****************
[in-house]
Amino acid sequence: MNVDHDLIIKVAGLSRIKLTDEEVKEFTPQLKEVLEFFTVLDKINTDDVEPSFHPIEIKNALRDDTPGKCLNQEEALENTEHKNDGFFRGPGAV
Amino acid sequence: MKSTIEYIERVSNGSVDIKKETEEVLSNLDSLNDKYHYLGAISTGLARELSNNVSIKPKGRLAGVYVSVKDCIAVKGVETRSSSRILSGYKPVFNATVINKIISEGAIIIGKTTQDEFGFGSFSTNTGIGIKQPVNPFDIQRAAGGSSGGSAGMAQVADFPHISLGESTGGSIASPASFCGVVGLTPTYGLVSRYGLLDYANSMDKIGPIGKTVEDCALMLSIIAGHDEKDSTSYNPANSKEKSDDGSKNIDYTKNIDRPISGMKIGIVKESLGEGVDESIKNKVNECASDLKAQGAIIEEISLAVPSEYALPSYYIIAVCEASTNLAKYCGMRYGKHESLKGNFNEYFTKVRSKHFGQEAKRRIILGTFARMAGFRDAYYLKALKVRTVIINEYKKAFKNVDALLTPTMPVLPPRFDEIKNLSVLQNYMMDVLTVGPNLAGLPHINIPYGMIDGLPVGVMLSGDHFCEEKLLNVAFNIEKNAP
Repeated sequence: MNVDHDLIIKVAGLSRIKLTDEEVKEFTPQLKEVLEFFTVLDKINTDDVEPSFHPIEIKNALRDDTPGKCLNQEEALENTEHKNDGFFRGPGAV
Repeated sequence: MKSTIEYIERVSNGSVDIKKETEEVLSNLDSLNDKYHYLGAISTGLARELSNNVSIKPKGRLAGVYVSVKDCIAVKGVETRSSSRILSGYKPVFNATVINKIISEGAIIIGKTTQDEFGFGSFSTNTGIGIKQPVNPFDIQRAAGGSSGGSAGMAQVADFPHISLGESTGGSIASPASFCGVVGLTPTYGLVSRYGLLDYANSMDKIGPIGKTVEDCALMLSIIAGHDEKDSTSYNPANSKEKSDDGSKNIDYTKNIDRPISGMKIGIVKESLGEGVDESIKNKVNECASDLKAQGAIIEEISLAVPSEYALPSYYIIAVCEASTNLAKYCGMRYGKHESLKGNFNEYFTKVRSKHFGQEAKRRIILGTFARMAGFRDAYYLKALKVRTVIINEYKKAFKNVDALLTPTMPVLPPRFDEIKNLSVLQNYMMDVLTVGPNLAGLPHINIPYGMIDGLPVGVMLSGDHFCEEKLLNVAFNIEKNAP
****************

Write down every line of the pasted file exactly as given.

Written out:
[in-house]
Amino acid sequence: MNVDHDLIIKVAGLSRIKLTDEEVKEFTPQLKEVLEFFTVLDKINTDDVEPSFHPIEIKNALRDDTPGKCLNQEEALENTEHKNDGFFRGPGAV
Amino acid sequence: MKSTIEYIERVSNGSVDIKKETEEVLSNLDSLNDKYHYLGAISTGLARELSNNVSIKPKGRLAGVYVSVKDCIAVKGVETRSSSRILSGYKPVFNATVINKIISEGAIIIGKTTQDEFGFGSFSTNTGIGIKQPVNPFDIQRAAGGSSGGSAGMAQVADFPHISLGESTGGSIASPASFCGVVGLTPTYGLVSRYGLLDYANSMDKIGPIGKTVEDCALMLSIIAGHDEKDSTSYNPANSKEKSDDGSKNIDYTKNIDRPISGMKIGIVKESLGEGVDESIKNKVNECASDLKAQGAIIEEISLAVPSEYALPSYYIIAVCEASTNLAKYCGMRYGKHESLKGNFNEYFTKVRSKHFGQEAKRRIILGTFARMAGFRDAYYLKALKVRTVIINEYKKAFKNVDALLTPTMPVLPPRFDEIKNLSVLQNYMMDVLTVGPNLAGLPHINIPYGMIDGLPVGVMLSGDHFCEEKLLNVAFNIEKNAP
Repeated sequence: MNVDHDLIIKVAGLSRIKLTDEEVKEFTPQLKEVLEFFTVLDKINTDDVEPSFHPIEIKNALRDDTPGKCLNQEEALENTEHKNDGFFRGPGAV
Repeated sequence: MKSTIEYIERVSNGSVDIKKETEEVLSNLDSLNDKYHYLGAISTGLARELSNNVSIKPKGRLAGVYVSVKDCIAVKGVETRSSSRILSGYKPVFNATVINKIISEGAIIIGKTTQDEFGFGSFSTNTGIGIKQPVNPFDIQRAAGGSSGGSAGMAQVADFPHISLGESTGGSIASPASFCGVVGLTPTYGLVSRYGLLDYANSMDKIGPIGKTVEDCALMLSIIAGHDEKDSTSYNPANSKEKSDDGSKNIDYTKNIDRPISGMKIGIVKESLGEGVDESIKNKVNECASDLKAQGAIIEEISLAVPSEYALPSYYIIAVCEASTNLAKYCGMRYGKHESLKGNFNEYFTKVRSKHFGQEAKRRIILGTFARMAGFRDAYYLKALKVRTVIINEYKKAFKNVDALLTPTMPVLPPRFDEIKNLSVLQNYMMDVLTVGPNLAGLPHINIPYGMIDGLPVGVMLSGDHFCEEKLLNVAFNIEKNAP